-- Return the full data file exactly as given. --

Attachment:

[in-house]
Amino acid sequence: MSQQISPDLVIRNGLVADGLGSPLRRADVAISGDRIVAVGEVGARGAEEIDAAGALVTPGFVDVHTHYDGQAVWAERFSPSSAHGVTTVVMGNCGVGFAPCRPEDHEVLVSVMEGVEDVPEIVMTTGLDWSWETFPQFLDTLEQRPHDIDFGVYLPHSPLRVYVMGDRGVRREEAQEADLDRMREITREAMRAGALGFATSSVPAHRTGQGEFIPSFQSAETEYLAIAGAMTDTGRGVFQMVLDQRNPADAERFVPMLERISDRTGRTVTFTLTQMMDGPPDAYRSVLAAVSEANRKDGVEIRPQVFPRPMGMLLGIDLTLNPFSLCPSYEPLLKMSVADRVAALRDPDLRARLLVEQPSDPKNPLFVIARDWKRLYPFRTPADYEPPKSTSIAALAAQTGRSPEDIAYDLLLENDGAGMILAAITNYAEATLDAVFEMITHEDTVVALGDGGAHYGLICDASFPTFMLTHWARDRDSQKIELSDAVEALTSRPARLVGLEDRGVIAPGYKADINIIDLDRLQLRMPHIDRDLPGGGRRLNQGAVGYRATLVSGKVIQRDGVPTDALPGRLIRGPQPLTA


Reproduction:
[in-house]
Amino acid sequence: MSQQISPDLVIRNGLVADGLGSPLRRADVAISGDRIVAVGEVGARGAEEIDAAGALVTPGFVDVHTHYDGQAVWAERFSPSSAHGVTTVVMGNCGVGFAPCRPEDHEVLVSVMEGVEDVPEIVMTTGLDWSWETFPQFLDTLEQRPHDIDFGVYLPHSPLRVYVMGDRGVRREEAQEADLDRMREITREAMRAGALGFATSSVPAHRTGQGEFIPSFQSAETEYLAIAGAMTDTGRGVFQMVLDQRNPADAERFVPMLERISDRTGRTVTFTLTQMMDGPPDAYRSVLAAVSEANRKDGVEIRPQVFPRPMGMLLGIDLTLNPFSLCPSYEPLLKMSVADRVAALRDPDLRARLLVEQPSDPKNPLFVIARDWKRLYPFRTPADYEPPKSTSIAALAAQTGRSPEDIAYDLLLENDGAGMILAAITNYAEATLDAVFEMITHEDTVVALGDGGAHYGLICDASFPTFMLTHWARDRDSQKIELSDAVEALTSRPARLVGLEDRGVIAPGYKADINIIDLDRLQLRMPHIDRDLPGGGRRLNQGAVGYRATLVSGKVIQRDGVPTDALPGRLIRGPQPLTA